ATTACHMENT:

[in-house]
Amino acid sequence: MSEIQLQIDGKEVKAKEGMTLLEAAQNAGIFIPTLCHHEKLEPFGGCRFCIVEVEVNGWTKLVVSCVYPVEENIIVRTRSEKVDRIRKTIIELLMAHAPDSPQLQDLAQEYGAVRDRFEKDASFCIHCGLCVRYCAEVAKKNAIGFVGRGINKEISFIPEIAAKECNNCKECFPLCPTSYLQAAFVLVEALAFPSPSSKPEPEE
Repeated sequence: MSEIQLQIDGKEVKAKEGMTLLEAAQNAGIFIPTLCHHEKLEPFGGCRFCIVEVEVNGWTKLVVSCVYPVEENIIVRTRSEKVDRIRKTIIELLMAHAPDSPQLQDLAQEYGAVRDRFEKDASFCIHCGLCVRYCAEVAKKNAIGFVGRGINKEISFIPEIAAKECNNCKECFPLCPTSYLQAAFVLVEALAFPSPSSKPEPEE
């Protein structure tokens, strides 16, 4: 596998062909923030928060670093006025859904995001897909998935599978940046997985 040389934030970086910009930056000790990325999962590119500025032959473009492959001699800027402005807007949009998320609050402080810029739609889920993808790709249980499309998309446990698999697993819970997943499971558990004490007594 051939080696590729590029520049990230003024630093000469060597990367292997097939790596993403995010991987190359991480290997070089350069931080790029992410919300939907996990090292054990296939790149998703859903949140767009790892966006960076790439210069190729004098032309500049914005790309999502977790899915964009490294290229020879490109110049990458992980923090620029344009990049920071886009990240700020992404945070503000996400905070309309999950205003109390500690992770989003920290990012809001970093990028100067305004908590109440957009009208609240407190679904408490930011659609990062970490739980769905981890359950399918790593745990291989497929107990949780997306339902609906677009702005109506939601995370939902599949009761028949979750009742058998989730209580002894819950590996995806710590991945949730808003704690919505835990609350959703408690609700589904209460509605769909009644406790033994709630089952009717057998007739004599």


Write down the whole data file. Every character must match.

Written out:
[in-house]
Amino acid sequence: MSEIQLQIDGKEVKAKEGMTLLEAAQNAGIFIPTLCHHEKLEPFGGCRFCIVEVEVNGWTKLVVSCVYPVEENIIVRTRSEKVDRIRKTIIELLMAHAPDSPQLQDLAQEYGAVRDRFEKDASFCIHCGLCVRYCAEVAKKNAIGFVGRGINKEISFIPEIAAKECNNCKECFPLCPTSYLQAAFVLVEALAFPSPSSKPEPEE
Repeated sequence: MSEIQLQIDGKEVKAKEGMTLLEAAQNAGIFIPTLCHHEKLEPFGGCRFCIVEVEVNGWTKLVVSCVYPVEENIIVRTRSEKVDRIRKTIIELLMAHAPDSPQLQDLAQEYGAVRDRFEKDASFCIHCGLCVRYCAEVAKKNAIGFVGRGINKEISFIPEIAAKECNNCKECFPLCPTSYLQAAFVLVEALAFPSPSSKPEPEE
């Protein structure tokens, strides 16, 4: 596998062909923030928060670093006025859904995001897909998935599978940046997985 040389934030970086910009930056000790990325999962590119500025032959473009492959001699800027402005807007949009998320609050402080810029739609889920993808790709249980499309998309446990698999697993819970997943499971558990004490007594 051939080696590729590029520049990230003024630093000469060597990367292997097939790596993403995010991987190359991480290997070089350069931080790029992410919300939907996990090292054990296939790149998703859903949140767009790892966006960076790439210069190729004098032309500049914005790309999502977790899915964009490294290229020879490109110049990458992980923090620029344009990049920071886009990240700020992404945070503000996400905070309309999950205003109390500690992770989003920290990012809001970093990028100067305004908590109440957009009208609240407190679904408490930011659609990062970490739980769905981890359950399918790593745990291989497929107990949780997306339902609906677009702005109506939601995370939902599949009761028949979750009742058998989730209580002894819950590996995806710590991945949730808003704690919505835990609350959703408690609700589904209460509605769909009644406790033994709630089952009717057998007739004599």